Lamborghini has officially revealed the newly developed Huracán LP 610-4, the successor to the Gallardo.
With 14,022 units produced, the Gallardo currently stands as the most successful Lamborghini model ever made. In typical Lamborghini fashion, the successor to the Gallardo also takes its name from the world of bullfighting: Huracán was a fighting bull of the Spanish Conte de la Patilla breed who fought in August 1879 in Alicante.
The new car measures 4,459 mm long, 1,924 mm wide and 1,165 mm high, with a wheelbase of 2,620 mm. In terms of styling, the designers say the starting point of the design process was the car’s silhouette. The objective was to define the Huracán with a single line stretching from the front end over the passenger cell to the rear.
A characteristic basic form for Lamborghini is the hexagon – visible on the Huracán in the front air intakes and their three-dimensionally formed mesh inserts, in the side windows, in the intake openings for the engine and in the standard-fit wheels in Giano design. The arrow-shaped front end angles sharply downward like the nose of a shark, with two pleats adding contour to the hood. The flat, angular headlamps are fitted only with LEDs.
Seen from the side, a single, flowing line runs from the front end over the roof to the rear. The roof arcs slightly over the heads of the driver and co-driver, these contours continuing onto the luggage compartment lid and through the low-lying C-pillars. Starting at the headlamp, is a line that runs over the front fender to define an angled edge on the door. Together with the flat, dropping roof arc, the rising door edge presents a three-dimensional frame for the side windows. Where these lines meet at an acute angle is the upper intake that feeds the engine with air. The lower intake for cooling air emerges from the angular sill in front of the wide, rear wheel arch.
In its standard format, the engine cover between the low-lying C-pillars consists of three large, matte-black polymer fins in homage to the classic Miura. A transparent carbon-fibre cover that reveals a clear view of the V10 comes as an option.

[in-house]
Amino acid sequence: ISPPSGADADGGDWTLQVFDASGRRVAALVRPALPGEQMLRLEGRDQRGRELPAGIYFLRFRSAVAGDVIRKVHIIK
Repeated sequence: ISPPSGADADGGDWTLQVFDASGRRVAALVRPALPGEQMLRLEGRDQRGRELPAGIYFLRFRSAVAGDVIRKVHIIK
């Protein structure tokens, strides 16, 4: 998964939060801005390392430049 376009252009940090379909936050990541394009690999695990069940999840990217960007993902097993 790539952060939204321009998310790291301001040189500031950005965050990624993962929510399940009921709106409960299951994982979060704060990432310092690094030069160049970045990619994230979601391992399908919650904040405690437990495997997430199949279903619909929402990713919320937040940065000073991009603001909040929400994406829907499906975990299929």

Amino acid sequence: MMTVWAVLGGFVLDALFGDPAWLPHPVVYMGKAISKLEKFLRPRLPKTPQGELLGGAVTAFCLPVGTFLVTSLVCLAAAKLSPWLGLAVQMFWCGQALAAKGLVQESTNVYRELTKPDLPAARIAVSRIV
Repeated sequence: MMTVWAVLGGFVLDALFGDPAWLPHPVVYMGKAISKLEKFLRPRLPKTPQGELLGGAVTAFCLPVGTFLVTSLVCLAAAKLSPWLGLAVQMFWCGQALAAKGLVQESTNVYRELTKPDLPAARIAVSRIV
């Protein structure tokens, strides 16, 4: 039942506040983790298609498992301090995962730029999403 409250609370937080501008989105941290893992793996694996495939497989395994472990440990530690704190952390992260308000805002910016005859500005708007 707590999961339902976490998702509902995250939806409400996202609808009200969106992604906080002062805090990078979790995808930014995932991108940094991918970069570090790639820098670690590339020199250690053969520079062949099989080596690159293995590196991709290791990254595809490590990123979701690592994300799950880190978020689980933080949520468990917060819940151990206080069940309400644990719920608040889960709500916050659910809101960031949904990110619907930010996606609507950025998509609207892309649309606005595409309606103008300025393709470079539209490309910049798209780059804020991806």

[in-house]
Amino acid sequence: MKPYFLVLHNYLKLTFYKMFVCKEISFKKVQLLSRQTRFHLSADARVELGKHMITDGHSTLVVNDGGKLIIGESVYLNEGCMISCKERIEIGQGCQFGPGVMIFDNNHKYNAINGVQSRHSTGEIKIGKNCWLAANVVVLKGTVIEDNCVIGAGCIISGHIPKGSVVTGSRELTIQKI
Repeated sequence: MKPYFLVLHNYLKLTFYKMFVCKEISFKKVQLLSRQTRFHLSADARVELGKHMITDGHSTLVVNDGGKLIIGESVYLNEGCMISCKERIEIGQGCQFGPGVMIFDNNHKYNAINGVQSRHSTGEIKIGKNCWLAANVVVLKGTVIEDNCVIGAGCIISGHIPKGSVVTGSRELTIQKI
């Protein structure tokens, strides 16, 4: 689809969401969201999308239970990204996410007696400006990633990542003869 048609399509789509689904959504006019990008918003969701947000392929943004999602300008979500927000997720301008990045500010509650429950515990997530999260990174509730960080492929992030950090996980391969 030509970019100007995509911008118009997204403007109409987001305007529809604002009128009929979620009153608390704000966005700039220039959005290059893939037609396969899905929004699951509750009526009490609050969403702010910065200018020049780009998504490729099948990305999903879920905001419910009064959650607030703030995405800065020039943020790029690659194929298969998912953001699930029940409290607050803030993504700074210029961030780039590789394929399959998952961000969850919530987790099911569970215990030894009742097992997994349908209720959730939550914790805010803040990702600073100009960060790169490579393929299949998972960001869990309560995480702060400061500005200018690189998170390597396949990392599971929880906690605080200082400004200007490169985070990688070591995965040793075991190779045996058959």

The rear end of the Huracán also takes on a three-dimensional form. Like the intake at the front end, the wide, meshed outlet for ventilating the engine bay is cut deep into the rear. Above it are the narrow rear lights, likewise fitted entirely with LEDs. Similar to the front headlamps, their light also takes on a Y-shaped contour. The four end pipes of the exhaust system flank a large diffuser; its substantially dimensioned elliptical fairings are chromed and perforated.
Under the skin, the car’s newly conceived hybrid chassis combines carbon-fibre and aluminum components. The lightweight chassis forms the basis for the vehicle’s low dry weight of 1,422 kilograms.
The new V10 engine, meanwhile, produces a power output of 602 bhp (448 kW) at 8,250 rpm and a maximum torque of 560 Nm at 6,500 rpm. The new “Iniezione Diretta Stratificata” combines direct and indirect injection – achieving an increase in power and torque compared with the Gallardo and a decrease in fuel consumption and emissions.
With its power-to-weight ratio of 2.33 kilograms per hp, the Huracán achieves a top speed of more than 202 mph and accelerates from zero to 62 mph in 3.2 seconds, and zero to 124 mph in 9.9 seconds.
Owing in part to the Stop & Start technology, ECE average fuel consumption has dropped to 12.5 litres per 100km (290 g CO2per km), claims Lamborghini.
The power generated by the ten-cylinder is delivered to the road via the new 7-speed dual-clutch transmission “Lamborghini Doppia Frizione” (LDF) and an all-wheel drive that also features a new hydraulic multi-plate clutch.
Lamborghini’s “Dynamic Steering” variable steering system and MagneRide electromagnetic damper control will also be made available as options.